For chef, a life of faith, family and food

Award-winning Roanoke chef feeds 500 students daily


Roanoke chef Peter Radjou and his wife, Sara, wrap their days in prayer: both pray a morning rosary in their cars on the way to work, and both pray a novena on their routes home at night. When they walk out their front door, they make the Sign of the Cross and ask for safety and guidance, as they were taught by their parents in India.

Peter and Sara Radjou pray during Mass at Our Lady of Nazareth, Roanoke, on Sunday, Jan. 12. The couple pray a rosary on their way to work in the morning and pray a novena on the way home at night. (Photo/Karen Adams)

“We pray for everything — our family, our friends, our work, our community,” Peter said.

He carries a rosary given to him by his mother-in-law, Maria Theresa Bala, and at home prays with another rosary that belonged to his late mother, Catherine.

The Radjous’ prayer life is the foundation for their busy days of running two Roanoke restaurants and Peter’s weekday job as the beloved chef at Roanoke Catholic School, where he has worked since 2012.

On an average school day, Peter, 56, feeds about 300 students. But on Tikka Masala day once a month, he makes up to 400 meals for students, as well as parents and visitors who come for the fragrant chicken curry ladled over rice and served with na’an flatbread.

For many students, Peter’s signature dish has been their introduction to Indian cuisine.

“And sometimes we see the children bringing their parents into our restaurants, saying, ‘You have to try this food,’” he said with a smile.

On a recent Monday, college students Martha Drapac and Jesse Derringer, both 20 and both 2018 RCS graduates, returned to the cafeteria on their winter break to enjoy lunch. Although it wasn’t Tikka Masala day, Drapac noted that she had learned how to make that dish during one of Peter Radjou’s occasional cooking classes.

“He taught us skills as well as recipes,” Drapac said. “I tell people about how remarkable he is.”

“I bought my lunch pretty much every day because I love everything he cooks,” added Derringer, who had just finished a chicken quesadilla.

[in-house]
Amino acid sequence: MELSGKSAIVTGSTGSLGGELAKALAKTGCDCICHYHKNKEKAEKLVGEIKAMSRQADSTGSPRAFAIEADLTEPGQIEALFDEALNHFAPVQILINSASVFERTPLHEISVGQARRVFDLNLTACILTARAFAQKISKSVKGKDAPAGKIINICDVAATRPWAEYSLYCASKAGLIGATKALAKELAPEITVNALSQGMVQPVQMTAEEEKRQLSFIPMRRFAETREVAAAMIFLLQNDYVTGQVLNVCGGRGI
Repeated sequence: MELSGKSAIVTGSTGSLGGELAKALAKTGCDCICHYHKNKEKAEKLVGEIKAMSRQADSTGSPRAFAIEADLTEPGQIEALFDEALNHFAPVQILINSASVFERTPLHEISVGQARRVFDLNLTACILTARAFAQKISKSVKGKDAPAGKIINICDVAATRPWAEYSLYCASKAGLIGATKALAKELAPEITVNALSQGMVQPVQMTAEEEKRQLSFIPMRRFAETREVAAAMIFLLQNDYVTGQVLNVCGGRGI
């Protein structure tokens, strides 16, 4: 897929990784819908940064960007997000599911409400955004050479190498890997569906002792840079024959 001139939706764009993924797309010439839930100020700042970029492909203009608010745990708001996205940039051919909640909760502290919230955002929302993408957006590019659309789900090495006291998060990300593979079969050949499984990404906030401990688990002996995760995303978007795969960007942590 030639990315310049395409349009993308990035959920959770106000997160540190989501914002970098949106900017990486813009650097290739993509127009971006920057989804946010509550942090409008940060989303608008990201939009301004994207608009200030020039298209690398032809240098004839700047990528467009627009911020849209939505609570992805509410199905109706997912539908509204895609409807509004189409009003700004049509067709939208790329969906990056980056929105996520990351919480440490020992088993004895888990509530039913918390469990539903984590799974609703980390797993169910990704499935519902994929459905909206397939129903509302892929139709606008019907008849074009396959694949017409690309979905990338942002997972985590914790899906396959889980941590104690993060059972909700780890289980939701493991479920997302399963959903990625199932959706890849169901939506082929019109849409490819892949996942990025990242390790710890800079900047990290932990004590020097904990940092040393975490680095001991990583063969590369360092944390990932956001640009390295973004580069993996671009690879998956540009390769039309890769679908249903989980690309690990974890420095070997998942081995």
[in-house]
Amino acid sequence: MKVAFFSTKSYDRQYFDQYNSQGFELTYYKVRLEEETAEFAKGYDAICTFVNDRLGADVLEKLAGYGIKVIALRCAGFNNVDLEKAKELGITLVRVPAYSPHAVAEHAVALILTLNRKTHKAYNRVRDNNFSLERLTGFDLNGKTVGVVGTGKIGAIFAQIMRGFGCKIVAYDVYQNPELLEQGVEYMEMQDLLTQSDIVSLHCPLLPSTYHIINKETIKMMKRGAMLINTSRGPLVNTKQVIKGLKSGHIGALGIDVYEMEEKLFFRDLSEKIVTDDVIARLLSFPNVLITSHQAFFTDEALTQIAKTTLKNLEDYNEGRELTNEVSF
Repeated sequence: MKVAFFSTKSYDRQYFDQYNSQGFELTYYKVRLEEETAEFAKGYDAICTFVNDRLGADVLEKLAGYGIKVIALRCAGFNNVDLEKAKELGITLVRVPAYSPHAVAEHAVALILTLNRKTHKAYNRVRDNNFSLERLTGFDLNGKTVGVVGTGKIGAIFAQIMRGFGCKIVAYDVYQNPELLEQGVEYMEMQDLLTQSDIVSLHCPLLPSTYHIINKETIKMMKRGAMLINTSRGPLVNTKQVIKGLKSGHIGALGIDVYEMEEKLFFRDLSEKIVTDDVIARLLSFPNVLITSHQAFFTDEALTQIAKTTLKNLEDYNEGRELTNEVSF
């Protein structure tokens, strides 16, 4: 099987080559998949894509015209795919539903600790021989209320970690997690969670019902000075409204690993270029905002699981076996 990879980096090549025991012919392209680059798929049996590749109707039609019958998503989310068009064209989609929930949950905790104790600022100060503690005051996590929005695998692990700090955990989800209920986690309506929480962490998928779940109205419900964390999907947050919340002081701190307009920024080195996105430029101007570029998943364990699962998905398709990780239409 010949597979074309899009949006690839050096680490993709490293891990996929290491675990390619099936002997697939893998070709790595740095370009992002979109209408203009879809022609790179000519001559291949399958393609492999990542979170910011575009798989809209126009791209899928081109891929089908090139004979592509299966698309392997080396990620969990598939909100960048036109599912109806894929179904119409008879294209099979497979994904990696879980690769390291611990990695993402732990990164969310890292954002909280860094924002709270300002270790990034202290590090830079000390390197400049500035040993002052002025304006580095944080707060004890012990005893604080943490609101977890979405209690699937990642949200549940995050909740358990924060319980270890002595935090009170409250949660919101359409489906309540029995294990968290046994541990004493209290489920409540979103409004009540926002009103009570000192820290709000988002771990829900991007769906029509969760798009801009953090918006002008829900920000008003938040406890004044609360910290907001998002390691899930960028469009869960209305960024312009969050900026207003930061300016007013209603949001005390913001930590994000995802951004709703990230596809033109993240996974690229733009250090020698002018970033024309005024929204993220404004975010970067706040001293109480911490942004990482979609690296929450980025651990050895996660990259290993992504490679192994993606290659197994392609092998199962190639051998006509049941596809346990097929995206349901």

“Peter is a gift to all of us at Roanoke Catholic School,” said principal Patrick Patterson. “His love for people in the Roanoke Valley is unmatched, and his passion for our faith is an inspiration.”

Growing up in Chennai in southern India, Peter learned to cook by watching his parents. His late father, Alexis, was an engineer who loved being in the kitchen as much as his wife Catherine did, and Peter followed their example.

He attended culinary school in Chennai and spent several years working for cruise lines, hotels and restaurants worldwide before accepting a restaurant job in Roanoke in 2002 and later moving his family from Washington, D.C.

Sara, 50, also grew up in Chennai. She worked as a teacher and bank teller before the family opened its first neighborhood restaurant, Taaza, in 2006. She is the manager of that business.

Daughter Cathy, 24, is a financial services representative at a Roanoke bank and is earning a master’s degree in management online from The Catholic University of America. She is her dad’s partner at Food Fanatics Kitchen. Her sister, Alice, 19, is studying physical therapy at Shenandoah University and helps out when she is home.

“We could not do this without all of us working together,” said Sara. “We are all very close, and we discuss things and pray together as a family.”

Active members of the community, the Radjous are well known for their generosity in catering fundraising events and donating food. They’re also known for praying the rosary in St. Andrew’s chapel downtown before leading RCS students into the sanctuary for Mass on Tuesdays.

Every Christmas, they prepare a feast for homeless guests at the Rescue Mission. At their parish, Our Lady of Nazareth, they are surrounded by friends and admirers after Mass.

But Peter’s culinary skill is known beyond the Roanoke Valley. In 2018, he won the Baconfest Virginia competition and advanced to win first place in his category at the World Food Championship held in New Orleans later that year.

After that win, Cathy said, people were asking where they could try the award-winning dishes that were not available at Taaza, which serves traditional Indian food.

Cathy had always dreamed of owning a restaurant, so she and Peter opened Food Fanatics Kitchen in February 2019. The eclectic menu has the Radjou touch: complex flavors in an American menu, with “Indian fusion” influences in the wood-fired pizzas and other dishes.

“This is the food we have at home, so we’re basically inviting people into our kitchen,” Cathy said. “I am so grateful for this opportunity. I trust God’s plan for my life.”

With such busy lives, prayer is the Radjous’ spiritual food. Before leaving each morning to pray their rosaries on the road, they pray for at least half an hour at home.

“Peter’s list of prayer requests is so long,” said Sara. “So many people ask him to pray for them. The list gets longer every day.”

Peter nodded.

“I’m happy to pray for them, because we owe everything to the grace of God,” he said.

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